The Best Women Basketball Players

Women’s basketball has gained popularity in the past few decades, owing mainly to the Women’s National Basketball Association (WNBA). As WNBA enters its 25th season, let us take a look at some of the best women basketball players in WNBA. These women are the pride of the nation, their state teams, and the league teams they played in. 

Below is a list of some of the top WNBA players.

Seimone Augustus

The American born player, known for her incredible set of skills, plays for the Los Angeles Sparks in the WNBA, Dynamo Kursk and the US National team. Augustus ranks 11th in league history with 5,836 points and is sixth with a 48.2 shooting percentage. One of the highest-paid players in WNBA history, she earned $110,000 in 2019 while being with Minnesota Lynx.

Teresa Weatherspoon

One of the greatest women players to embrace the game, Teresa holds the inaugural WNBA defensive player award of the year. She holds the record for the most iconic shot in New York’s basketball history. Teresa was among the most electrifying defenders the game has ever seen, and her will to succeed is what makes her one of the top picks for the list.

Tina Thompson

Tina is widely known and accepted in the WNBA as the most powerful forward. Playing alongside Cynthia Cooper and Sheryl Swoopes at the age of 22, Tina made a name for herself, being a rookie in front of the two icons. Tina’s versatile play and her wrecking of defenders was a sight to witness.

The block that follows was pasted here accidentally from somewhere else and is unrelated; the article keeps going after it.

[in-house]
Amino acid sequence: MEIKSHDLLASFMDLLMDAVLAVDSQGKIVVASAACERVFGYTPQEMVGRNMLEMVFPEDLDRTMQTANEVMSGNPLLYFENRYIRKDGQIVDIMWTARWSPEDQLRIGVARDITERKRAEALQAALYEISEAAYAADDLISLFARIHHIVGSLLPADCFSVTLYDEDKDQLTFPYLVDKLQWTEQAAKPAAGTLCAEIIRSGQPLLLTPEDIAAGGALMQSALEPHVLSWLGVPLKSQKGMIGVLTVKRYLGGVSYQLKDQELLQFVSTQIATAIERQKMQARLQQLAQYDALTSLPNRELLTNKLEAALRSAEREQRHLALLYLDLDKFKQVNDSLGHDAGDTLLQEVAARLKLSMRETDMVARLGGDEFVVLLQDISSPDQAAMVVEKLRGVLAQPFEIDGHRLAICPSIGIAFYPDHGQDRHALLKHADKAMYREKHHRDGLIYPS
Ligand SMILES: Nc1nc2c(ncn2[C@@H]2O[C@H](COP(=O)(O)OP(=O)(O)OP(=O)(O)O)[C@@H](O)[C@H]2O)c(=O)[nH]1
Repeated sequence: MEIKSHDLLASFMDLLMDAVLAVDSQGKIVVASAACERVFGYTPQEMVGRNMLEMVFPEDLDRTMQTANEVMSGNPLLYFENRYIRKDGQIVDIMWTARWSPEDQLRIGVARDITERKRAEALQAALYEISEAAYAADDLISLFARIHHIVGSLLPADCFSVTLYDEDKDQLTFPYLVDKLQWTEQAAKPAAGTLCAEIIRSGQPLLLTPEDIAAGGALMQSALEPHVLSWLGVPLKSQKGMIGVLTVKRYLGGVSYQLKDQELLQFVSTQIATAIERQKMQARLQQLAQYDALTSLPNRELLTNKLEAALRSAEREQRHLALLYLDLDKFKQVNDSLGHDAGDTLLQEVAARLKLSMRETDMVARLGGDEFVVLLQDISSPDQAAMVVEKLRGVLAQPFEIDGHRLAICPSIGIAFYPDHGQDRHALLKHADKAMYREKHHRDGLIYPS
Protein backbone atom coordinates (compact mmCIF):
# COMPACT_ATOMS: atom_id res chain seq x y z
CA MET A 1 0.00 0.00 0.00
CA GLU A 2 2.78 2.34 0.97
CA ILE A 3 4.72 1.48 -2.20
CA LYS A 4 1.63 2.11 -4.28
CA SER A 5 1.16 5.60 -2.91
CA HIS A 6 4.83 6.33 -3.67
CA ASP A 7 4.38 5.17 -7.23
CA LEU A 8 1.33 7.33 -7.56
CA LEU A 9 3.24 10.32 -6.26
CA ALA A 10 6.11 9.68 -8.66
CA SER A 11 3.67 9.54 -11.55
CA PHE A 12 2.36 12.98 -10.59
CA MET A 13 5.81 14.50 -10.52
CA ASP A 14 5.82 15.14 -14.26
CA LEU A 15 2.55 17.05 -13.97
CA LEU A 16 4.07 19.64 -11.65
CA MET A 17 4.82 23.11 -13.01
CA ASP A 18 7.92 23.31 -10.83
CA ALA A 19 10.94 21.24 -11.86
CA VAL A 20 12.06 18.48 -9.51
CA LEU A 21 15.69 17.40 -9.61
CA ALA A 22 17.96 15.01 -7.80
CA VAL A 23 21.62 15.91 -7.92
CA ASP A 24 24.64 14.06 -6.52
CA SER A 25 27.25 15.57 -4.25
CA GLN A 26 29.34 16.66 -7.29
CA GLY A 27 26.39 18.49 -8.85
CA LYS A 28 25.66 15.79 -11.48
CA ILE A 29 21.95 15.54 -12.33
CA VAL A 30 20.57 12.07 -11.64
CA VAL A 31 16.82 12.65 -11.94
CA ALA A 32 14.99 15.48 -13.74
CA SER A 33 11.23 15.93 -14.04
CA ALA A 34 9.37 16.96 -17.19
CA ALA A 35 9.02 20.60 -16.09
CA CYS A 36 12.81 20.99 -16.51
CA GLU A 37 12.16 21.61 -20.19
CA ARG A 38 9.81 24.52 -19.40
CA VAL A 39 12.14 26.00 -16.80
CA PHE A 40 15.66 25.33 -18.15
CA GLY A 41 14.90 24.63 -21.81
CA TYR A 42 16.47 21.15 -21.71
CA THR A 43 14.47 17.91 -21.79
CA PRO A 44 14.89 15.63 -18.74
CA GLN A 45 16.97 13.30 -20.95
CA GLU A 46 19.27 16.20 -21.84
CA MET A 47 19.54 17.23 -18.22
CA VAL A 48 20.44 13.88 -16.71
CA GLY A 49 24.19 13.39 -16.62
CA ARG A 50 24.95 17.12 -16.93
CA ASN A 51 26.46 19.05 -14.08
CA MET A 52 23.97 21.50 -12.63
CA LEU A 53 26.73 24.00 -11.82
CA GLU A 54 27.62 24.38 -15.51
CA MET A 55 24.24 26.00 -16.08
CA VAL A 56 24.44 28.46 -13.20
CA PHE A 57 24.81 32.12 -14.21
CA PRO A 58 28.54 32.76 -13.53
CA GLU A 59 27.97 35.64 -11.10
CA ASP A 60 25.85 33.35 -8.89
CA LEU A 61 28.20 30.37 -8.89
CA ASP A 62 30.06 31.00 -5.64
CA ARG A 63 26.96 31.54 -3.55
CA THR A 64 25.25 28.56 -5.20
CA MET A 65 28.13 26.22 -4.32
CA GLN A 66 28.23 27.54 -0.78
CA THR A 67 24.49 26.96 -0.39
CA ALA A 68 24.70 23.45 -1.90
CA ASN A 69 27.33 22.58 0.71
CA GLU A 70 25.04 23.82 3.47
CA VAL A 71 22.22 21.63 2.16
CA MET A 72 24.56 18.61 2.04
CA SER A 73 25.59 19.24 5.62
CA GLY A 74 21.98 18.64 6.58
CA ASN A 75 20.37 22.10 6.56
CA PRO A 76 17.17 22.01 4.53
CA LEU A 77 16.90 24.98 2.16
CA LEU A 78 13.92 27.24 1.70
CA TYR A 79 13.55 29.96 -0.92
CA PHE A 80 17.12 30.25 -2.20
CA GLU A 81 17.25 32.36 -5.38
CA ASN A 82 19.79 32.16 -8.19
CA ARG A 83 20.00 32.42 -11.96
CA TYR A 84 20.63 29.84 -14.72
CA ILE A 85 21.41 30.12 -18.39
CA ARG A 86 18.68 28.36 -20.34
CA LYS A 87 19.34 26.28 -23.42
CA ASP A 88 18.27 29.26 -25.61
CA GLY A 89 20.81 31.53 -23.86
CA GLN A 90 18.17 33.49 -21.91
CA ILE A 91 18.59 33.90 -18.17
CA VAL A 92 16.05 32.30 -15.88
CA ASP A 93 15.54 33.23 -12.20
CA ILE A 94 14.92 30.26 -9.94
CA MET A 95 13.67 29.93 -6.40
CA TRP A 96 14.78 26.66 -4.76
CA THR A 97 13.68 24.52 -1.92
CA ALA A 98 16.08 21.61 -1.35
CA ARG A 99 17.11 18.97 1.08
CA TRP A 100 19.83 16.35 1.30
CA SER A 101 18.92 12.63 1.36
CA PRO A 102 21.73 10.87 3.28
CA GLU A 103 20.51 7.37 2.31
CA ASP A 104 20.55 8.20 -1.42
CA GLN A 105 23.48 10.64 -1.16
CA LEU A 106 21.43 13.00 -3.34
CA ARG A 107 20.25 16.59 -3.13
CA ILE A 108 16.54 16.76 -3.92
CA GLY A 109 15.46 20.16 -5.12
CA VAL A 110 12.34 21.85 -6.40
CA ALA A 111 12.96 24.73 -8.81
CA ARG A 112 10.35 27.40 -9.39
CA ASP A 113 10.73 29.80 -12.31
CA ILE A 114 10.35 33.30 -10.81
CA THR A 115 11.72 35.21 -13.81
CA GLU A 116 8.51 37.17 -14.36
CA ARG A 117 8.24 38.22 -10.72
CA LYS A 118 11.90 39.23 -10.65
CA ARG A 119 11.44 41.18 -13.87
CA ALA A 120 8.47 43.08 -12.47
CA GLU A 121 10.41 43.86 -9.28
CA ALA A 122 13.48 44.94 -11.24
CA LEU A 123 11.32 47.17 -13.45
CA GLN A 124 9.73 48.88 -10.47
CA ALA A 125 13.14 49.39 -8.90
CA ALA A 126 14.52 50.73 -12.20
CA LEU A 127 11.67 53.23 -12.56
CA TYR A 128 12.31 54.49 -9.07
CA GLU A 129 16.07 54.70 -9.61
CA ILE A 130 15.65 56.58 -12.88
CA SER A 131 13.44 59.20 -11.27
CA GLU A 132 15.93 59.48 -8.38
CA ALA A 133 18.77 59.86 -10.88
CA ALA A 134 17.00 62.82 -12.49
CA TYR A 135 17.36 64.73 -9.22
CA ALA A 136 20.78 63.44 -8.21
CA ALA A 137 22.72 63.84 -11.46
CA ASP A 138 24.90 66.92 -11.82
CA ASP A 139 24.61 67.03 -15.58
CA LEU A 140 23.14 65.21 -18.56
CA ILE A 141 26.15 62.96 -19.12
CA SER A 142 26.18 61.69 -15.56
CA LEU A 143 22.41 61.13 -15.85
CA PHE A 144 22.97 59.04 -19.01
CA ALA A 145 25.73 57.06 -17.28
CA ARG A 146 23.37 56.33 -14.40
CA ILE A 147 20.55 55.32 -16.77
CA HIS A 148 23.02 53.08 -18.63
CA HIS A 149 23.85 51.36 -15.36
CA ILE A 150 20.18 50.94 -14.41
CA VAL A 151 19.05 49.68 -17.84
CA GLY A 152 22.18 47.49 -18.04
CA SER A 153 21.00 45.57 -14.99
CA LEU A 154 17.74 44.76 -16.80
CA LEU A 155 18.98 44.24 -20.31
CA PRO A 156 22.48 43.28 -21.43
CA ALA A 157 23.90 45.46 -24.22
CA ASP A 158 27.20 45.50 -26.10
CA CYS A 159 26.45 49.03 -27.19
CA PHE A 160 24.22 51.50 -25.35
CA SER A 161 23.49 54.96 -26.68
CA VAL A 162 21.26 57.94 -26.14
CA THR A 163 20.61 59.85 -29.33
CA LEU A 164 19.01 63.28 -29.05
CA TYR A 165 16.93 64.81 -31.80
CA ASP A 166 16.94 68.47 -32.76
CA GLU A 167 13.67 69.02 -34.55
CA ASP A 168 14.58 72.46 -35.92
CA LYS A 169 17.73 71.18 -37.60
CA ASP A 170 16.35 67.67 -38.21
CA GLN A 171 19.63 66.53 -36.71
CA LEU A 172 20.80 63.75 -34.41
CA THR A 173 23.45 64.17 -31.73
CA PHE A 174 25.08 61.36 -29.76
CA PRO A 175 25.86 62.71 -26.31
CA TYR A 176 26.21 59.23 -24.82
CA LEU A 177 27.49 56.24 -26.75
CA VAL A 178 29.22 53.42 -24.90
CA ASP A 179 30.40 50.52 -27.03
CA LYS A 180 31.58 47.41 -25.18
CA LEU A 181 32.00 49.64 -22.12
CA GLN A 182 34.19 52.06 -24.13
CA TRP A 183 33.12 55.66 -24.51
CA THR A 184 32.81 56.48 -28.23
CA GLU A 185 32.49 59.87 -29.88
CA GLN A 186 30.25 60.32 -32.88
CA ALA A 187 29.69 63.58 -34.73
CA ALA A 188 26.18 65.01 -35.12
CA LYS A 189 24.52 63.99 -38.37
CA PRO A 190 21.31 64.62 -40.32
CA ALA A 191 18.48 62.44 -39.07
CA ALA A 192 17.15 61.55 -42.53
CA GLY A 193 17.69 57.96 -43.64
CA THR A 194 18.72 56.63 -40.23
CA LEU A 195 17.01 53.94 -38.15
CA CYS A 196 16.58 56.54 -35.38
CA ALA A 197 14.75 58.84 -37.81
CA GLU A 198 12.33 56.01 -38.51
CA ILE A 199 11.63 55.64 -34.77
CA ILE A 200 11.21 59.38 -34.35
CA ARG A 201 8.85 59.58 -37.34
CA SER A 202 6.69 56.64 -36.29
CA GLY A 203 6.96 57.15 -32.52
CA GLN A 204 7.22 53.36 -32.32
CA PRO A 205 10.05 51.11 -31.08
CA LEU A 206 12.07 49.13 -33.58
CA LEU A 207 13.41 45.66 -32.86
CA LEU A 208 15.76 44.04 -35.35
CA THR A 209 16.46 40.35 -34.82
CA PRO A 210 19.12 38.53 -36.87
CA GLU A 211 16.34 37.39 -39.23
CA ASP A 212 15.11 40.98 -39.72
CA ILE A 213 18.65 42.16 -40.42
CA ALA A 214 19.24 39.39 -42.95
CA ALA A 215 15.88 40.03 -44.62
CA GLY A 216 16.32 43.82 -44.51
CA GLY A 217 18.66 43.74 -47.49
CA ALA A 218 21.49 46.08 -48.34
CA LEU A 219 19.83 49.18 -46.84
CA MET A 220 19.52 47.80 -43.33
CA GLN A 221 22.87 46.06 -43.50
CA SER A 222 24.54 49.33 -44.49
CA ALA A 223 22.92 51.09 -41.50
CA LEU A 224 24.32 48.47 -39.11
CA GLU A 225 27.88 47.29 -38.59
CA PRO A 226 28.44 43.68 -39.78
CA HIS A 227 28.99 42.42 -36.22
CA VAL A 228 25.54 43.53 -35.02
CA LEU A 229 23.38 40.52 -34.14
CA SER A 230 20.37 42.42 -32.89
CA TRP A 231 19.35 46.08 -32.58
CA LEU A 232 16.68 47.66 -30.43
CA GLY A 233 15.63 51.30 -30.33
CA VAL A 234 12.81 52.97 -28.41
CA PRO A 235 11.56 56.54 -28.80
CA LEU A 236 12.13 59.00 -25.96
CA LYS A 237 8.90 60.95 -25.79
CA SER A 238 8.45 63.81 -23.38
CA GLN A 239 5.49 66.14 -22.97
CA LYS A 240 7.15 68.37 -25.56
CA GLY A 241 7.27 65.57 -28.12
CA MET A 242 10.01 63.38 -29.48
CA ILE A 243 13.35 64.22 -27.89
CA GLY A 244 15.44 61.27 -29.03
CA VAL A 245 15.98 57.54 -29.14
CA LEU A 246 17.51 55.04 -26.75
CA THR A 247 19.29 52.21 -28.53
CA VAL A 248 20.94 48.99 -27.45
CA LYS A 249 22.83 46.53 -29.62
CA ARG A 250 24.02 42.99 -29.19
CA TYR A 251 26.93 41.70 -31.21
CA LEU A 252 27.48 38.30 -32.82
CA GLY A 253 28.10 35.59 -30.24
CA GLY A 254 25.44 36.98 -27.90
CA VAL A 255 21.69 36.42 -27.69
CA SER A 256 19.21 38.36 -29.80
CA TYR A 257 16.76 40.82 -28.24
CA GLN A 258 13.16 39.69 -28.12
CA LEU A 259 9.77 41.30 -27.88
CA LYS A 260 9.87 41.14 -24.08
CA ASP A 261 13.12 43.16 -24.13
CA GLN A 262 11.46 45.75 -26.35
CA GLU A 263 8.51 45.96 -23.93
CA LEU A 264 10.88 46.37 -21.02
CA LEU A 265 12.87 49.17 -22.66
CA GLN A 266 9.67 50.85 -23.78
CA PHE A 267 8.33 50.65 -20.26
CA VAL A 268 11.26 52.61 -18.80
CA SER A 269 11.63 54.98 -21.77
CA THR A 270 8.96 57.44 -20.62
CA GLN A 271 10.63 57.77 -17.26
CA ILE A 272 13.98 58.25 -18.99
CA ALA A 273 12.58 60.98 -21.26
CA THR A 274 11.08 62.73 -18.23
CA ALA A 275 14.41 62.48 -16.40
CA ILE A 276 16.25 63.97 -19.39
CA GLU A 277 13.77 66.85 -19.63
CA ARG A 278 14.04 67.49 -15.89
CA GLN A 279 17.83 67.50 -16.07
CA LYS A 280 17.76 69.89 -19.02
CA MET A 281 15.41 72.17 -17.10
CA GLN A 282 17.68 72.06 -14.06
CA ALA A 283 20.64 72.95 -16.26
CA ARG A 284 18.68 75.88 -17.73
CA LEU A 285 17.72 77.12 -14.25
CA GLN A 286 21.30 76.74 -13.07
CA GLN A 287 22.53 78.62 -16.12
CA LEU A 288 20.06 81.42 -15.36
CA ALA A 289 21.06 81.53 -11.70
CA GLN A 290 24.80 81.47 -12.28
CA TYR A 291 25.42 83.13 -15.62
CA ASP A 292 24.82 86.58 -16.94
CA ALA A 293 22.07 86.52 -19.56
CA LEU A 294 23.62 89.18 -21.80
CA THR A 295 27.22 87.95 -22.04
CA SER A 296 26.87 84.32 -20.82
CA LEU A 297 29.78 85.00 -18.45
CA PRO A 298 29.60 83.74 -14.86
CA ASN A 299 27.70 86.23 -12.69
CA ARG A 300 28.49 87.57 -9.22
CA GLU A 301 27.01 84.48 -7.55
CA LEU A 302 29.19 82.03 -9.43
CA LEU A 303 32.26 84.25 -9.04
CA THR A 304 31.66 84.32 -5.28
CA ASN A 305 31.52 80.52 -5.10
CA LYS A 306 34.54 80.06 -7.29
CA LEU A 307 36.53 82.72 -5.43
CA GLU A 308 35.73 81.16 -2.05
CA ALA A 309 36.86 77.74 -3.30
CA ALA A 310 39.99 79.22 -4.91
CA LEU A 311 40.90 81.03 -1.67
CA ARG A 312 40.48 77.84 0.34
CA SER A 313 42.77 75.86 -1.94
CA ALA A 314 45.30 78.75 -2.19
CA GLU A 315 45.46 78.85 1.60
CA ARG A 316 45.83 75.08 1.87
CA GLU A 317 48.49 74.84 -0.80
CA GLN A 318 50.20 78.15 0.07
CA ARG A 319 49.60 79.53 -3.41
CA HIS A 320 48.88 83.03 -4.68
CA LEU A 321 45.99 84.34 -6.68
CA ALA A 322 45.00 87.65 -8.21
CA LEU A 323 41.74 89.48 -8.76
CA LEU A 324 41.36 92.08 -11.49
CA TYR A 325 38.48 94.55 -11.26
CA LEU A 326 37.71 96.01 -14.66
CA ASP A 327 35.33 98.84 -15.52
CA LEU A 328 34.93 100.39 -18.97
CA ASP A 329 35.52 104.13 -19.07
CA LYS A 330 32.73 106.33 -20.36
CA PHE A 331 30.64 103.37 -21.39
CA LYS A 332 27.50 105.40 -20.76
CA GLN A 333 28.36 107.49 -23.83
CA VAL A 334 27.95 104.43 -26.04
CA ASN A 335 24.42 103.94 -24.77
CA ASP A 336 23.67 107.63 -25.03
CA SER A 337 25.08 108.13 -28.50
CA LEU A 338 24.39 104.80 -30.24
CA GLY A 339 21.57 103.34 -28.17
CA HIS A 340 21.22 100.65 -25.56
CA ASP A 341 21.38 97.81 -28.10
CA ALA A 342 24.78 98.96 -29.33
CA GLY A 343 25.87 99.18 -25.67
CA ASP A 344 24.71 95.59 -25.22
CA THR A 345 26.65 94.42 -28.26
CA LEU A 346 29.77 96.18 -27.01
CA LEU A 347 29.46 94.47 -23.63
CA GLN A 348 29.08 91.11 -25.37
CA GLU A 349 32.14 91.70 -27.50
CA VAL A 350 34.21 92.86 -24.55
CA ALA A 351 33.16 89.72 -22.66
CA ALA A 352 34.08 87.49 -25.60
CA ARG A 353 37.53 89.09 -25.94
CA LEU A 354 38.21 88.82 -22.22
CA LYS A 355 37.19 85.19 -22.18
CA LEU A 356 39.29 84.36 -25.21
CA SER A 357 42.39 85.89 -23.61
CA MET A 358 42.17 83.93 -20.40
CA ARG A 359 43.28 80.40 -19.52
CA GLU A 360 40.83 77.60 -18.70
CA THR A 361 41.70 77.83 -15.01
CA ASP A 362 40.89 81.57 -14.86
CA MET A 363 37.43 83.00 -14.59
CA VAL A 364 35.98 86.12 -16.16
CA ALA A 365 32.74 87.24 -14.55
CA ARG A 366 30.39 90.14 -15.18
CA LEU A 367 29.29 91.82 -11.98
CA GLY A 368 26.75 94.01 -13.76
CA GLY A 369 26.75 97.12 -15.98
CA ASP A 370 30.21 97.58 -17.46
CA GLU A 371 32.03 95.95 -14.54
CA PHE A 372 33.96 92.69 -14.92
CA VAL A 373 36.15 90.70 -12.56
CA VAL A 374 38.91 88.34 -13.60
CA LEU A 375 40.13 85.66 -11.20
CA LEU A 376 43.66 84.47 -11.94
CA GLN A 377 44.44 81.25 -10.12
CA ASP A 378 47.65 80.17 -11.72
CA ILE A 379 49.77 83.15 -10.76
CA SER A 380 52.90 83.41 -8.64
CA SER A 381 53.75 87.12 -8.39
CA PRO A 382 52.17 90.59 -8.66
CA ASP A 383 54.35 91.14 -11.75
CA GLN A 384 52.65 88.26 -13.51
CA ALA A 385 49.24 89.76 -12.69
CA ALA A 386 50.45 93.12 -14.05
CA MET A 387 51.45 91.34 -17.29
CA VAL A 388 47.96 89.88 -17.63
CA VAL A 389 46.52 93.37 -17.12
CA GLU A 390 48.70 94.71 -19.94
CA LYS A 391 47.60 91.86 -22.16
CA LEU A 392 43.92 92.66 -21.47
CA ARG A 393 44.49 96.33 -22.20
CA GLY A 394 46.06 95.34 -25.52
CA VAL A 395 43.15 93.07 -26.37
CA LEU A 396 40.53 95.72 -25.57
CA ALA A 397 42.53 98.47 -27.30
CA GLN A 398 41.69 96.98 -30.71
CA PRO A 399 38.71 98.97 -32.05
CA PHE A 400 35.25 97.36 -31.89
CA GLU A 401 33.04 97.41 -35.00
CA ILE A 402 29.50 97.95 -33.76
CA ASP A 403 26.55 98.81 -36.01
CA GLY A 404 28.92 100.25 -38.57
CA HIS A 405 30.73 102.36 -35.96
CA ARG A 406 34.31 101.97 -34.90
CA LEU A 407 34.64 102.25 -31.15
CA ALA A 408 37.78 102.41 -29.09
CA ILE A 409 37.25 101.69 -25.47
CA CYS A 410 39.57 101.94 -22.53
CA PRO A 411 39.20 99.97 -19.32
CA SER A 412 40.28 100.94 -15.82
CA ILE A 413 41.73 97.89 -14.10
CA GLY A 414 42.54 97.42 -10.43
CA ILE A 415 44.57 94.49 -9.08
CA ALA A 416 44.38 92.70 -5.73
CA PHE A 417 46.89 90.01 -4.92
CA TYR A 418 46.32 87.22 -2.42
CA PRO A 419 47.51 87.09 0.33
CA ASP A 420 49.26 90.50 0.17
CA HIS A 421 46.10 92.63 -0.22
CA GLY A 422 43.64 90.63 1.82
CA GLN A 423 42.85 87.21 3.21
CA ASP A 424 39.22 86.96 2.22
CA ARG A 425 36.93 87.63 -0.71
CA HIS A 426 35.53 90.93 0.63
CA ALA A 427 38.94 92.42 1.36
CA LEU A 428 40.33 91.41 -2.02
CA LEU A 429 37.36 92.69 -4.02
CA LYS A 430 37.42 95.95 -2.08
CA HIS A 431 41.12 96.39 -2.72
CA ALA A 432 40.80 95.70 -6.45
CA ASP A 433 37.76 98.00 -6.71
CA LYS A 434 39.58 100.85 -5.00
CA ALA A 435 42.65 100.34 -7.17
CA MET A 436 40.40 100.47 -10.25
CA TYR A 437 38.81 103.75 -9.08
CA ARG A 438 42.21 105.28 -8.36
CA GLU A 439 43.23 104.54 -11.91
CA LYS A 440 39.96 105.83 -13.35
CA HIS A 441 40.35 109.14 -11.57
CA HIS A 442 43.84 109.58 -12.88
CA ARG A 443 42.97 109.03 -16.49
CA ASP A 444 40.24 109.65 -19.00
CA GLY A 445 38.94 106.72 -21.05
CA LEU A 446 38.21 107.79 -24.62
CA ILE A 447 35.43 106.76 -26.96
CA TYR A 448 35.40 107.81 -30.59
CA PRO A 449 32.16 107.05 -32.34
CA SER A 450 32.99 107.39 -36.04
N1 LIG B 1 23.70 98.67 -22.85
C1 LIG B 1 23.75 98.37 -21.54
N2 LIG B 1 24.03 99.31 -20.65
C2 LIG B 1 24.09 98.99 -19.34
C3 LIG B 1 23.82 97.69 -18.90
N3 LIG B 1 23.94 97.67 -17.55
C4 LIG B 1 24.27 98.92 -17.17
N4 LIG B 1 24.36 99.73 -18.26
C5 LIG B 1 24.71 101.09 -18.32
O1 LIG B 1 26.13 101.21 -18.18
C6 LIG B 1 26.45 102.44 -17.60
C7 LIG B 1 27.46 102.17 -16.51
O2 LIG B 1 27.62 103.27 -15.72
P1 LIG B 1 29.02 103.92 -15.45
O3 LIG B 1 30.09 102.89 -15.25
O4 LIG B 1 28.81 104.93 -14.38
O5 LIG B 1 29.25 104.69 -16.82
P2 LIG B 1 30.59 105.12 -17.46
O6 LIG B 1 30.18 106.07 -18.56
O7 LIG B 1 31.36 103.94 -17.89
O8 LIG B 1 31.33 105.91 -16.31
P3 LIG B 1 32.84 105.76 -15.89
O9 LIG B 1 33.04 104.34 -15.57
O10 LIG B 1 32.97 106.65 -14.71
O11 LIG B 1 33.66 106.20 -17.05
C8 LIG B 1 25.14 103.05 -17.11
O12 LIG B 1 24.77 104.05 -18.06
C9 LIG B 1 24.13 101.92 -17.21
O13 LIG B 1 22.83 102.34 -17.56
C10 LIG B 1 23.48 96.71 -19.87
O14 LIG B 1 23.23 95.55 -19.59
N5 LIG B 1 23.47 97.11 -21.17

The four-time champion, nine times all-star champ, and two-time gold medalist played her basketball for Comets till 2008, when they prematurely folded. Tina played for Sparks and Storms afterwards. She averaged 17.7 points in her final season at the age of 38. When she retired in 2013, she was the all-time highest WNBA scorer and third all-time rebounder.

Lisa Leslie

She was the face of the league. Every kid growing in the 2000s knew her. Lisa was a founding member of the league; she joined Los Angeles Sparks in 1977 after a truly remarkable performance in the 1996 Olympics. 

Besides being a true professional on the court, Lisa was a gentle giant made for Hollywood. She used to be everywhere, from making guest appearances on Moesha, Martin, and Sister, Sister, among others and promoted the WNBA itself. 

She was a three-time MVP, two-time defensive player of the year, two-time final MVP of the year, eight-time all-star, and four-time gold medalist. She earned an endless list of accolades. The 2002 season was her best, and she had 3000 total career points, led the Sparks to their second straight title in 2002 and made history by being the first-ever woman to dunk in a WNBA game. She retired in 2009, passing on the torch to the newcomer at Sparks, Candace Parker. 

Diana Taurasi

The GOAT of the WNBA, Diana is the all-time leading scorer in the WNBA, and she is still breaking and making new records in every game she plays. It has already been three years since Diana surpassed Tina Thompson on the all-time scoring charts. She missed a majority of the 2019 season due to injury but still managed to add another 1000 points to her already huge tally.

She has 3 NCAA Titles, 4 Olympic gold medals, and 3 WNBA titles. More so, she has six Euro League titles and a slew of other overseas championships to her name. She’s an MVP and a two-time Finals MVP, and before the age of 30, she was already voted as one of the 15 greatest WNBA players to ever play the game. 

Tamika Catchings